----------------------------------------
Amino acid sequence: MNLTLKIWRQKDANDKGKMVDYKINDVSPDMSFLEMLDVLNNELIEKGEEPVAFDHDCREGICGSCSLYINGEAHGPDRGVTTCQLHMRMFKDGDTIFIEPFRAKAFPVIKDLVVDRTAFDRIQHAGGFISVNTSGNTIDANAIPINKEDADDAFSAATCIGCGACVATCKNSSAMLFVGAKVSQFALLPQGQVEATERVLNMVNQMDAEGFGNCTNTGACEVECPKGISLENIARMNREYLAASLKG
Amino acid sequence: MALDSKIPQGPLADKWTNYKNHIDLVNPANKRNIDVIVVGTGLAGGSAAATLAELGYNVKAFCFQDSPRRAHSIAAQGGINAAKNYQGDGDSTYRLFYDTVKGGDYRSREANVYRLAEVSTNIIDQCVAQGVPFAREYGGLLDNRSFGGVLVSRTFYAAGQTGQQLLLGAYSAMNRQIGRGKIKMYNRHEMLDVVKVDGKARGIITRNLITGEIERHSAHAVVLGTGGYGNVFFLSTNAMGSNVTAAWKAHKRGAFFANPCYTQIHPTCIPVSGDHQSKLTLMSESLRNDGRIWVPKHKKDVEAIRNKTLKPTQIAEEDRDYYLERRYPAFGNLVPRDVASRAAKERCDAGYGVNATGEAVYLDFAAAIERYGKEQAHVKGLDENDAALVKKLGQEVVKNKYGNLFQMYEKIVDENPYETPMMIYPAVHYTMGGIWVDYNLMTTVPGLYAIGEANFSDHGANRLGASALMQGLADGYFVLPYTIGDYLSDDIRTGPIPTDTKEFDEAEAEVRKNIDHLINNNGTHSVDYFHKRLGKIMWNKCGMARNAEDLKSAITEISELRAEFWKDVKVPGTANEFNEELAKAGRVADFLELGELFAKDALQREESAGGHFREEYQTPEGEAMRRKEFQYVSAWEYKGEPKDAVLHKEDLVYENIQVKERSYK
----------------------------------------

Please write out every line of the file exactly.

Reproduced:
Amino acid sequence: MNLTLKIWRQKDANDKGKMVDYKINDVSPDMSFLEMLDVLNNELIEKGEEPVAFDHDCREGICGSCSLYINGEAHGPDRGVTTCQLHMRMFKDGDTIFIEPFRAKAFPVIKDLVVDRTAFDRIQHAGGFISVNTSGNTIDANAIPINKEDADDAFSAATCIGCGACVATCKNSSAMLFVGAKVSQFALLPQGQVEATERVLNMVNQMDAEGFGNCTNTGACEVECPKGISLENIARMNREYLAASLKG
Amino acid sequence: MALDSKIPQGPLADKWTNYKNHIDLVNPANKRNIDVIVVGTGLAGGSAAATLAELGYNVKAFCFQDSPRRAHSIAAQGGINAAKNYQGDGDSTYRLFYDTVKGGDYRSREANVYRLAEVSTNIIDQCVAQGVPFAREYGGLLDNRSFGGVLVSRTFYAAGQTGQQLLLGAYSAMNRQIGRGKIKMYNRHEMLDVVKVDGKARGIITRNLITGEIERHSAHAVVLGTGGYGNVFFLSTNAMGSNVTAAWKAHKRGAFFANPCYTQIHPTCIPVSGDHQSKLTLMSESLRNDGRIWVPKHKKDVEAIRNKTLKPTQIAEEDRDYYLERRYPAFGNLVPRDVASRAAKERCDAGYGVNATGEAVYLDFAAAIERYGKEQAHVKGLDENDAALVKKLGQEVVKNKYGNLFQMYEKIVDENPYETPMMIYPAVHYTMGGIWVDYNLMTTVPGLYAIGEANFSDHGANRLGASALMQGLADGYFVLPYTIGDYLSDDIRTGPIPTDTKEFDEAEAEVRKNIDHLINNNGTHSVDYFHKRLGKIMWNKCGMARNAEDLKSAITEISELRAEFWKDVKVPGTANEFNEELAKAGRVADFLELGELFAKDALQREESAGGHFREEYQTPEGEAMRRKEFQYVSAWEYKGEPKDAVLHKEDLVYENIQVKERSYK